Sayyid Amiruddin

Deputy of Mawlana Shaykh Nazim al-Qubrusi. Initiated by the Masters of Wisdom – Khwajagan

Bloodline & Family Lineage

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“Allah only desires to keep away uncleanness from you, O people of the House! and to purify you a (thorough) purifying” – Quran 33:33

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Sayyid Ahmed Amiruddin’s paternal grandfather Lord Nawab Lt. Colonel Sayyid Mohammed Amir ud-Din with H.E.H. the Nizam of Hyderabad Mir Osman Ali Khan Siddiqui Asaf Jah VII and H.M. King Saud bin Abdulaziz Al Saud the King of Saudi Arabia in Shahamanzil Palace, at Hyderabad on December 5, 1955. In the picture Lord Nawab Lt. Colonel Sayyid Mohammed Amir ud-Din is standing immediately behind H.M. King Saud bin Abdulaziz Al Saud.

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Sayyid Ahmed Amiruddin’s paternal grandfather Lord Nawab Lt. Colonel Sayyid Mohammed Amir ud-Din, Military Secretary of H.E.H the Nizam (far right) with H.E.H. Mir Osman Ali Khan Siddiqui Asaf Jah VII, Nizam of Hyderabad, and Jawaharlal Nehru at the King Kothi Palace, Hyderabad.

See, Military Records from Lord Nawab Lt. Colonel Sayyid Mohammed Amiruddin’s Service to H.E.H. the Nizam of Hyderabad

Eleanor Roosevelt with the world’s wealthiest monarch, H.E.H. Asaf Jah VII the Nizam of Hyderabad on March 16, 1952. Behind Mrs. Roosevelt (far left in official head dress) is Lord Nawab Lt. Colonel Sayyid Mohammed Amir ud-Din, Sayyid Ahmed Amiruddin’s paternal grandfather, the Military Secretary to H.E.H. the Nizam of Hyderabad.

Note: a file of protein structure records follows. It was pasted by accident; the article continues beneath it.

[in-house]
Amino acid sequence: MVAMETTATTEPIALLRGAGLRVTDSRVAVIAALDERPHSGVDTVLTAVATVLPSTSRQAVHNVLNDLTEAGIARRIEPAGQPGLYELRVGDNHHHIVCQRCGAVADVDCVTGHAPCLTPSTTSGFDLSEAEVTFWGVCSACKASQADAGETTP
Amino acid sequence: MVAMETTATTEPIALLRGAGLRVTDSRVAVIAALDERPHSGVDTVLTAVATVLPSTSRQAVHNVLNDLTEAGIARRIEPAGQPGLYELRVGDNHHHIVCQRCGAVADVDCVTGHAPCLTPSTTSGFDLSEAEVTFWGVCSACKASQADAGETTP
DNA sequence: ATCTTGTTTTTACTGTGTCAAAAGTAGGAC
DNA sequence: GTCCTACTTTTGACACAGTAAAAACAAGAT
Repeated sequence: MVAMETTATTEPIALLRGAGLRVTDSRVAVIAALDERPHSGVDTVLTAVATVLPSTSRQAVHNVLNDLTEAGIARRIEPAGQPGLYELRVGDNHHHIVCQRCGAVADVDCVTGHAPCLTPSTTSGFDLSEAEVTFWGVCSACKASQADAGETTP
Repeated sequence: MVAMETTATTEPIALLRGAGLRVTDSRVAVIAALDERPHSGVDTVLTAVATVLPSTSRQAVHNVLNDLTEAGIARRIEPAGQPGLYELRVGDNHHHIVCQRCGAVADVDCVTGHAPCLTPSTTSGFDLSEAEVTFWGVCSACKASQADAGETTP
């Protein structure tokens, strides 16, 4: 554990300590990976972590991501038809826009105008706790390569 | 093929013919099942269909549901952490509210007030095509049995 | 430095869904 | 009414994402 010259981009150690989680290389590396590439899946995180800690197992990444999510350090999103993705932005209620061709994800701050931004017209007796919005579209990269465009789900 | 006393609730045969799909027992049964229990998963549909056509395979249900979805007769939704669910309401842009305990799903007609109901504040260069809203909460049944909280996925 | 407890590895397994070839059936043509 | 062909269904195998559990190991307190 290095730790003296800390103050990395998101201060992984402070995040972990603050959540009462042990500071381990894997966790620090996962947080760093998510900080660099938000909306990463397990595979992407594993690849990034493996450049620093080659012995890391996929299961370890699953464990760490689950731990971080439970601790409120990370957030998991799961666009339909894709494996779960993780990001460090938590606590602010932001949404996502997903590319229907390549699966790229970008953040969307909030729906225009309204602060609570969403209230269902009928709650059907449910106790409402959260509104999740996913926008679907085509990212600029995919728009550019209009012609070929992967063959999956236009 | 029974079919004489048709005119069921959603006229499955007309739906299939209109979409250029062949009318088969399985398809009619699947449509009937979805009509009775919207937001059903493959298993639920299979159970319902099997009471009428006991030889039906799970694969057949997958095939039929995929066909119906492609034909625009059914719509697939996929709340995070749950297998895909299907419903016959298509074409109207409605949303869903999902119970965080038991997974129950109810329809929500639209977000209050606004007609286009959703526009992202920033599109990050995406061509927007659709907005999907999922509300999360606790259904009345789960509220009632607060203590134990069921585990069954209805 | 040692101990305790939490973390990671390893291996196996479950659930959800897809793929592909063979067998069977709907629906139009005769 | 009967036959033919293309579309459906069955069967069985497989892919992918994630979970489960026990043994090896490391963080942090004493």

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Eleanor Roosevelt with Sayyid Ahmed Amiruddin’s paternal grandfather Lord Nawab Lt. Colonel Sayyid Mohammed Amir ud-Din, Military Secretary of H.E.H. Asaf Jah VII, the Nizam of Hyderabad

Paternal Descent from Iraq’s Arabian Husaynid Royalty & Hasanid Aristocracy

img_103831:14 “And We have enjoined on man (to be good) to his parents: in travail upon travail did his mother bear him, and in years twain was his weaning: (hear the command), “Show gratitude to Me and to thy parents: to Me is (thy final) Goal.”

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A preserved fragment of Sayyid Ahmed Amiruddin’s original paternal family tree written on parchment, tracing his descent back to al-Imam Hasan al-Askari (‘alaihi salam).

Fragments from Sayyid Ahmed Amiruddin’s paternal family tree displayed by the Office of the Naqib al-Ashraf of Samarqand and Bukhara from original scans they received from him.

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Official pedigree documentation from the Office of the Naqib al-Ashraf of Samarqand and Bukhara of paternal ancestral relatives of Sayyid Ahmed Amiruddin who migrated from Samarra, Iraq to Bukhara & Samarqand whose lineage traced back to Iraq’s Arabian Husaynid royalty: the eleventh biological dynasty of Ahl al-Bayt, the House of Imam Hasan al-Askari (‘alaihi salam)

History